Loyal IP readers know that we normally don't cover grants provided by state or federal government agencies. And while we won't get too deep into the National Endowment for the Humanities' (NEH) recent $350,000 grant to Duke University, we'd nonetheless like to bring it to your attention since the underlying strategy of the grant is whole-heartedly endorsed by the biggest player in the liberal arts space, the Andrew W. Mellon Foundation.
Before we look at the Duke grant, let's first contextualize it.
The Chronicle for Higher Education published a piece entitled Grants Seek to Foster a Culture Change in Humanities Graduate Education. "With help from the National Endowment for the Humanities and other groups," it explains, "some colleges are experimenting with ideas for reorienting the humanities Ph.D. to today’s job market.
The endowment recently handed out nearly $1.7 million in grants to 28 colleges to help them "rethink how they prepare doctoral students for career paths outside higher education." Why? For some obvious reasons, actually:
"If graduate programs wish to make a case for the continuation of graduate education in the humanities," says William D. Adams, the endowment's chairman, "they're going to have to think about the professional futures of their students in entirely different ways. The future we’re accustomed to training them for is disappearing."
Yup, disappearing, is what Adams said.
The Andrew W. Mellon Foundation, of course, whole-heartedly agrees. As we noted in recent post summarizing its six goals for the liberal arts space, Mellon has been particularly active in charting bold new career paths for doctoral students. Examples include a $400,000 grant to the University of California, Davis' Humanities Institute to launch a new program that will support humanities graduate students in leading community-based research projects and its ongoing support for "humanities labs." Meanwhile, with Mellon support, the American Council of Learned Societies (ACLS) is helping Ph.D.s find opportunities in public service.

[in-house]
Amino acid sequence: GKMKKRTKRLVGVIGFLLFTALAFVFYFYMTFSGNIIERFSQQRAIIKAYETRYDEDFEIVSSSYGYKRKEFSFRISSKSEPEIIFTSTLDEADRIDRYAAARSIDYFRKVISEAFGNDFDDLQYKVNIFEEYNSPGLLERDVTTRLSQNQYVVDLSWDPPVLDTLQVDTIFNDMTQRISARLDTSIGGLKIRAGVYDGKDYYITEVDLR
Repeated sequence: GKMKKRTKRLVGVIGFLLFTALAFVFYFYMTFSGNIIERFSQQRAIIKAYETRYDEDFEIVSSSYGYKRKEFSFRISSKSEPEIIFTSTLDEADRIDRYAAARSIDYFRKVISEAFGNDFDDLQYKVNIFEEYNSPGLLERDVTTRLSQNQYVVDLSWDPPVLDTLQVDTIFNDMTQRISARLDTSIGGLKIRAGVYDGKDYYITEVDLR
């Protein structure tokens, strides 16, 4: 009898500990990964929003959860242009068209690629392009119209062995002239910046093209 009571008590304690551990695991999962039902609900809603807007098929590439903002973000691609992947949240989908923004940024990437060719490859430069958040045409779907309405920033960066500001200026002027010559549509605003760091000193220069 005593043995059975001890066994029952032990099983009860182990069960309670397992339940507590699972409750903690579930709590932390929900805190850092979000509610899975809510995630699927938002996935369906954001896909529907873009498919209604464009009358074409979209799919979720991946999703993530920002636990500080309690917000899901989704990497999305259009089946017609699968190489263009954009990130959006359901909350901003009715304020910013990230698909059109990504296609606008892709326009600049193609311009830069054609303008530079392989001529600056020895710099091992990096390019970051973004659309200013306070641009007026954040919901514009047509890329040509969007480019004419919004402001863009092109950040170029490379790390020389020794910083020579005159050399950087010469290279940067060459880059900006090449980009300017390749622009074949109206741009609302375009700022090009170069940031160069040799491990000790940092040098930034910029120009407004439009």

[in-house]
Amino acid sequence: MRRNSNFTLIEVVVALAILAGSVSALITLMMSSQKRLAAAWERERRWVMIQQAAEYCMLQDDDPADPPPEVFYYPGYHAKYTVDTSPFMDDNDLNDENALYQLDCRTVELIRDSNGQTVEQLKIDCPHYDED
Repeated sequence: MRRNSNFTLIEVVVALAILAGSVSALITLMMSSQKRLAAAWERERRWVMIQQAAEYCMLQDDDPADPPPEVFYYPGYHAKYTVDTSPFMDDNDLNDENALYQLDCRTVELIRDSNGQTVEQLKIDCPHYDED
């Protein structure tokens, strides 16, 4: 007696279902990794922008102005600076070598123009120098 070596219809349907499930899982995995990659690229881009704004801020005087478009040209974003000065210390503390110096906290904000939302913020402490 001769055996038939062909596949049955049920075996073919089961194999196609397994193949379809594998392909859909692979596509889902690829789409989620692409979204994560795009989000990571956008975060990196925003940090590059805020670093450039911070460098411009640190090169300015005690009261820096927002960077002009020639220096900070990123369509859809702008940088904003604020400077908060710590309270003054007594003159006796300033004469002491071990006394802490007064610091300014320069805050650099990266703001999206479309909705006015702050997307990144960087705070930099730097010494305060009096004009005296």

All of which brings us back to the NEH's gift to Duke. The three-year grant will support skills training relevant for both academic and non-academic career paths, a wide array of new internship opportunities, and curricular innovations that incorporate collaborative research, computational humanities/media, and engagement with policy analysis for for doctoral students in the humanities.
The grant ultimately acknowledges that most doctoral students won't end up in academia. Indeed, a growing number of Duke graduate students expressed interest in expanding their training to incorporate such arenas as social entrepreneurship, policy analysis, and beyond. "We want to prepare our doctoral students to make a difference, whether within academia, in NGOs, in government agencies or the private sector," said Paula D. McClain, the dean of Duke’s Graduate School.